The field-cooled magnetization of high-Tc superconducting ceramics measured in low magnetic fields exhibits the paramagnetic Meissner effect (PME), i.e., the diamagnetic signal initially increases with decrease in temperature but reaches a maximum at temperature Td and later decreases with decrease in temperature. Even in some samples the signal is ultimately able to transform inversely into a paramagnetic regime once the sample is cooled below a temperature Tp as long as the applied field is sufficiently small. This PME has been observed in various high-Tc cuprates and is explained by disparate aspects. An anisotropic model, in which the granular superconductors are assumed to be ideally anisotropic, was first alternatively proposed in the present work so as to theoretically account for this effect. On the other hand, an isotropic model, suitable for granular superconductors with randomly oriented grains, was proposed to deal with the samples prepared by a conventional solid-state reaction method. The anomalous magnetization behavior in the present model was demonstrated to be the superposition of the diamagnetic signal, which occurs as a result of the intragranular shielding currents, over the paramagnetic one due to the induction of the intergranular component induced by these currents where the intergranular one behaved as the efective pinning centers. The PME was demonstrated by this model to exist parasitically in granular superconductors. This intergranular effect is therefore worthy of remark when evaluating the volume fraction of superconductivity for the samples from the Meissner signal, in particular, at a low magnetic field.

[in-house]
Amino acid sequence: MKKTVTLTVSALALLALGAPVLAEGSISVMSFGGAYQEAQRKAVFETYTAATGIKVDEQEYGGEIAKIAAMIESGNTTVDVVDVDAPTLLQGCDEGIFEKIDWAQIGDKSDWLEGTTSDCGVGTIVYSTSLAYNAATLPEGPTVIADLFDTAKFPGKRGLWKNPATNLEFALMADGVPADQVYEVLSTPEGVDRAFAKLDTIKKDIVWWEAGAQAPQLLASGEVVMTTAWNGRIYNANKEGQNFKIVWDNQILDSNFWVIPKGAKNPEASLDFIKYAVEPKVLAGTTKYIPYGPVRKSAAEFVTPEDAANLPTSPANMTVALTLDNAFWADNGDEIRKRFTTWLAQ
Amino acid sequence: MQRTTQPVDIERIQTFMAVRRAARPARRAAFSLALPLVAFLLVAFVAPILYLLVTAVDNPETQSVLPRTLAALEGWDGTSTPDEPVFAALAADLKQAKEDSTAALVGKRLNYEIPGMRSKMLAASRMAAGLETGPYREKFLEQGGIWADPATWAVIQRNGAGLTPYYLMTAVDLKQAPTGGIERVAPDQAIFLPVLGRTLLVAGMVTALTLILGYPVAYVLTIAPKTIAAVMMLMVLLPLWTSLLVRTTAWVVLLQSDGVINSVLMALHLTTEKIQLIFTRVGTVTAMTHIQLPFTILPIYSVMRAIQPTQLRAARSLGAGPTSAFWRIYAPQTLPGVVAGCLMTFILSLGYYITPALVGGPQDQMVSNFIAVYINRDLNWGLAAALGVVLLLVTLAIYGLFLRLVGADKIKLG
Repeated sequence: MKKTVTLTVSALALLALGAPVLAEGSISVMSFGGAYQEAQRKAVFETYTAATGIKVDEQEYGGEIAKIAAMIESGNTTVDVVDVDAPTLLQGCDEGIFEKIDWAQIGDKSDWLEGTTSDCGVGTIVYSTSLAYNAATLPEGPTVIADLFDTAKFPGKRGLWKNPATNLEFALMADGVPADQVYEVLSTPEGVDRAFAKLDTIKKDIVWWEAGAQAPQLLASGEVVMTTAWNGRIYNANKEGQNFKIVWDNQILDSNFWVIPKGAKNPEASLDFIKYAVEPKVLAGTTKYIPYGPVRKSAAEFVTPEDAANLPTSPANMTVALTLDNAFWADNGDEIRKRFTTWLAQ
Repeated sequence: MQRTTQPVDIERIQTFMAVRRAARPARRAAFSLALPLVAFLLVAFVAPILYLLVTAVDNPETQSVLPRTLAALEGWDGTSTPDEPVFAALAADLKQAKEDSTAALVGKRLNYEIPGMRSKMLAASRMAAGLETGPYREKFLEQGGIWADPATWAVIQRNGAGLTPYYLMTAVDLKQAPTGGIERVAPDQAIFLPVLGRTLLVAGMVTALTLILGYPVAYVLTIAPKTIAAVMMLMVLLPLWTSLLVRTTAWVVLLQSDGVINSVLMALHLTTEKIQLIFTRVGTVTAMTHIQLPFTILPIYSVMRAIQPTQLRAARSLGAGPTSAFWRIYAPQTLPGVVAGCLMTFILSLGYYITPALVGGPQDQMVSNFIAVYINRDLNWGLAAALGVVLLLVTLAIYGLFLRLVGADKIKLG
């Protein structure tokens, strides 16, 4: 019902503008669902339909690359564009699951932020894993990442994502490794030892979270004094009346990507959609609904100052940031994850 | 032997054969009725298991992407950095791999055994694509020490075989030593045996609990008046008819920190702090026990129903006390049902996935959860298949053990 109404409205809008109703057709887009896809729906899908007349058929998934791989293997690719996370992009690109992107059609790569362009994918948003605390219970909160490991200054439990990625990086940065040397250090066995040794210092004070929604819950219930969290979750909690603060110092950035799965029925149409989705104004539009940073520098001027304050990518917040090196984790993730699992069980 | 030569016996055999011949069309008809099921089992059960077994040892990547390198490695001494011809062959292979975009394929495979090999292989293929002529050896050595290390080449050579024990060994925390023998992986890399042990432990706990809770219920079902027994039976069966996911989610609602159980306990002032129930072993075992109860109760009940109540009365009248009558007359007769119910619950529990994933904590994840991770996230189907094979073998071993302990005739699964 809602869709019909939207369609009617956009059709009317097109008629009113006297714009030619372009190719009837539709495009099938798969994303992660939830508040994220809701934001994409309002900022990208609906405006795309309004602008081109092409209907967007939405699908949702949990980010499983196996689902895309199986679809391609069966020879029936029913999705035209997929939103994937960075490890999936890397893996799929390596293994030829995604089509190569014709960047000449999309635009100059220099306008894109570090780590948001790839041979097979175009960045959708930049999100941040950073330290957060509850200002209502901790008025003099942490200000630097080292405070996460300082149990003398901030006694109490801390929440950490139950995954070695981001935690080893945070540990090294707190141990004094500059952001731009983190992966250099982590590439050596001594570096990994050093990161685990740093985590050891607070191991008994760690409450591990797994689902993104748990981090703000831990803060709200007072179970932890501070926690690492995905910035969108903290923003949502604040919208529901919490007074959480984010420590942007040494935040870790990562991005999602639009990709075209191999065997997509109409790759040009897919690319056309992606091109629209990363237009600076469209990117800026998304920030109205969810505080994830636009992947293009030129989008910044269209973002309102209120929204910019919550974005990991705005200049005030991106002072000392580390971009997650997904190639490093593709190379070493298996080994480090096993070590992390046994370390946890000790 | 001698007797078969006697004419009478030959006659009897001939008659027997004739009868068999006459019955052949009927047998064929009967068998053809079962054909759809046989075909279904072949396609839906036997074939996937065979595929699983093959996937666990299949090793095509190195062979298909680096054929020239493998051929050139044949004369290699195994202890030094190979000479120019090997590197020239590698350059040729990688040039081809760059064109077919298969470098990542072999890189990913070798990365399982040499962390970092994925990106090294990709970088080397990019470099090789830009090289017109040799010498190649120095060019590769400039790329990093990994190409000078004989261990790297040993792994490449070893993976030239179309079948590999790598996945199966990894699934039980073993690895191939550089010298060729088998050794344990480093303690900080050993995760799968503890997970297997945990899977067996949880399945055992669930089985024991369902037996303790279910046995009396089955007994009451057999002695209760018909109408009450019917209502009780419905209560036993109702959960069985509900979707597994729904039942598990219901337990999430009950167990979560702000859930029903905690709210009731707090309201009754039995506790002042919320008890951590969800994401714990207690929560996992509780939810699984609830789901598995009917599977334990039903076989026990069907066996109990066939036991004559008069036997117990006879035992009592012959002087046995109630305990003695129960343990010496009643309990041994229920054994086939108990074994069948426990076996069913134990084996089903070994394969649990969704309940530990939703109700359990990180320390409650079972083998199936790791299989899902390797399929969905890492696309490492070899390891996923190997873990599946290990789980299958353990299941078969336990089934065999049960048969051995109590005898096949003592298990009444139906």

- paramagnetic Meissner effect